'cause they are bejeezus expensive?  I'd love those in my boat.  At a guess my sole has 80 screws holding it down, that's an easy $800 in hardware... your mileage may vary...

80 screws?  Wow.  How many individual sections do you have? 

It looks like Ajax has two long rectangles.  I'd think he'd get away with a fastener along each edge where there is a floor, so what maybe 12 fasteners per panel?  Those ones IB showed are slick.  I'd use 'em...

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I didn't want to deal with bungs the last time I refinished my sole. I ended up putting in square drive SS screws and countersunk them so they were flush. The look isn't for everyone, but I like it. 

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51 minutes ago, Crash said:

80 screws?  Wow.  How many individual sections do you have? 

It looks like Ajax has two long rectangles.  I'd think he'd get away with a fastener along each edge where there is a floor, so what maybe 12 fasteners per panel?  Those ones IB showed are slick.  I'd use 'em...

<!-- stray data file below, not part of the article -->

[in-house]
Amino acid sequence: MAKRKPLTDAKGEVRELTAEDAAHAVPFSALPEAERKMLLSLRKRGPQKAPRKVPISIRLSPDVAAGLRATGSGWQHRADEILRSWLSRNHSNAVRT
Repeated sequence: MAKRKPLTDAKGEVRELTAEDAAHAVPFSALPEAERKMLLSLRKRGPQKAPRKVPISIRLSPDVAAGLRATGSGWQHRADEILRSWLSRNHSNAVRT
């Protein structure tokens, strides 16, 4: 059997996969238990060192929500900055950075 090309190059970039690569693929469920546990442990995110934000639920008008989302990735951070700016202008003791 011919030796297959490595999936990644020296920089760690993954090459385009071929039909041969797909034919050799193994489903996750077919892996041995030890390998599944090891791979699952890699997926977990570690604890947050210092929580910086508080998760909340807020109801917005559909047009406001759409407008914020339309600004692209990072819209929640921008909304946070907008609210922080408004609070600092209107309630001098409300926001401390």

I have the same boat. Nine floor panels, easily 80 screws. All teak and holly is continuous stripe through the boat, which really sucks plywood. I'd hate to have to replace it nicely.

I normally don't keep major parts of the floor screwed down, there's nothing useful underneath but it's nice to be able to sponge out the bilge everywhere. Two screws would hold each of them in most conditions.

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No, nothing is screwed down yet.  That was just a dry fit. I need to apply penetrating epoxy to the underside and edges, then put on some coats of varnish. A final coat of varnish will be applied once the sole is in place.

Yes, I considered those cool fasteners but it turns out that they will not work.  The stringers/floors are not what they appear. They are not nearly as thick as how they look in the photos. What you are seeing, is a lip folded over.  The lip (in my opinion) is not wide or thick enough to install those floor anchors.

The best I can do, is replace in kind with screws.

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3 hours ago, Ajax said:

No, nothing is screwed down yet.  That was just a dry fit. I need to apply penetrating epoxy to the underside and edges, then put on some coats of varnish. A final coat of varnish will be applied once the sole is in place.